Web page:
Evidential Moods

My talk will be about moods in the evidential family: (arguably) the indicative and (definitively) the German reportative subjunctive (Konjunktiv I). Evidential moods, and moods more generally, are usually seen as dependent or ‘selected’ by certain verbs that embed sentential complements. This has all been a mistake, I think. I will argue that evidential moods (and moods more generally) are not SELECTED by attitude verbs, they are responsible for CREATING the modal semantics of attitude verbs.

More generally, the talk will suggest a different way of thinking about sentential complements of attitude verbs and verbs of speech. Attitude ascriptions and speech reports have a special place in Cognitive Science. ‘Recursion hunters’ (The New York Times, March 21, 2012) try to track them down in every human language, looking for evidence for complex syntax. Developmental psychologists consider them milestones in the cognitive development of children. Philosophers have linked them to ambiguities that don’t seem to exist anywhere else. What is it that makes attitude ascriptions and speech reports stand out? Why are they so hard to acquire? Where do those curious ambiguities come from? How are speech and attitude reports expressed in the languages of the world? What can vary? What explains the variability we see?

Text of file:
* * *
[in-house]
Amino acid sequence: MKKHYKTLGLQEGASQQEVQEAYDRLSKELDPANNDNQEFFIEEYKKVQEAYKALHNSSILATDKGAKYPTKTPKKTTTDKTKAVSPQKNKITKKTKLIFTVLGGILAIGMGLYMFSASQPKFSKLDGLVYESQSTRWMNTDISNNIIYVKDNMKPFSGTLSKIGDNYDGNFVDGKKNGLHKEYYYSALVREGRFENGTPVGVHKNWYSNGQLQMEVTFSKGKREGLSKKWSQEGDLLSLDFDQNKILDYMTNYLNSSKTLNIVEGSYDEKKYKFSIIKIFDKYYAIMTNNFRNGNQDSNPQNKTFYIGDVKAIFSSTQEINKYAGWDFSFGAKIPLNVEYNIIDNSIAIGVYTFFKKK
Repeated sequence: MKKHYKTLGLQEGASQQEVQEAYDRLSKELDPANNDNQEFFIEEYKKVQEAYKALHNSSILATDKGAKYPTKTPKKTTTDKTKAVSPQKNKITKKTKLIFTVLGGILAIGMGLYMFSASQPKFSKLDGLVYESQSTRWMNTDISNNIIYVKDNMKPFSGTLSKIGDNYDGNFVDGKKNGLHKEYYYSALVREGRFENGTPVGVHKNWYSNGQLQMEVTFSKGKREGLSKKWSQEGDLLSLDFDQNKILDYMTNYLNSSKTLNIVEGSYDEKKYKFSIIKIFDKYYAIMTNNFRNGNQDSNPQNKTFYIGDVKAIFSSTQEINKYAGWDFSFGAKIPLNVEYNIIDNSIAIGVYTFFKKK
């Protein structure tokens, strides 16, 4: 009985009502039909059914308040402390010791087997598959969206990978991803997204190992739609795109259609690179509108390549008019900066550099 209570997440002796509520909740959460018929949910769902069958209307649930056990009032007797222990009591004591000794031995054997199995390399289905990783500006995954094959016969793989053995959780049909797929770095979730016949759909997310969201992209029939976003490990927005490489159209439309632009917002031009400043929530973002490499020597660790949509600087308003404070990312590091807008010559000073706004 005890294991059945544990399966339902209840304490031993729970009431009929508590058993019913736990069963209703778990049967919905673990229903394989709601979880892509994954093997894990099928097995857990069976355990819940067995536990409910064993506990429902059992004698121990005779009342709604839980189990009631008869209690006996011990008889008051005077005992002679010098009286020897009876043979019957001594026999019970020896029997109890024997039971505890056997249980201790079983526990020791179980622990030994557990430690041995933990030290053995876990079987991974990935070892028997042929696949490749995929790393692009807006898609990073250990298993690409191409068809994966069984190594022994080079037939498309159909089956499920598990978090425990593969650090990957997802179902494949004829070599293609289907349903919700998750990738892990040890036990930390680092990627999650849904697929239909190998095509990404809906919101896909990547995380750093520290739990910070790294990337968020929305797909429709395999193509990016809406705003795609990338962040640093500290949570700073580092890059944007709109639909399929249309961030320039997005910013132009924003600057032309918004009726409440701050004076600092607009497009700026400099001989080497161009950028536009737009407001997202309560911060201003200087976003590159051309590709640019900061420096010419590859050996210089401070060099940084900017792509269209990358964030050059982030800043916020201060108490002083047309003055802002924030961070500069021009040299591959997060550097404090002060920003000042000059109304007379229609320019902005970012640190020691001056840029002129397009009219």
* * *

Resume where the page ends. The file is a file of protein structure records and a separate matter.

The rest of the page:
If there is anything that makes sentences like (1) or (2) special, it’s probably not the matrix verbs or the embedded clauses all by themselves.

(1) Mo thinks these are turnips.

(2) But Bo says they are parsnips.

A better bet is that what’s special about (1) or (2) is the way matrix verbs and embedded clauses connect up with each other. Current linguistic theory has trivialized this connection: embedded clauses like those in (1) and (2) are typically taken to denote propositions that, directly or indirectly, provide propositional direct objects for the matrix verb. Questioning and moving away from this assumption will pave the way towards explaining some puzzling facts about apparent embedded ‘complements’ in natural languages. More importantly, this step will uncover a surprisingly rich and varied toolkit of techniques and building blocks that natural languages use to construct speech and attitude reports.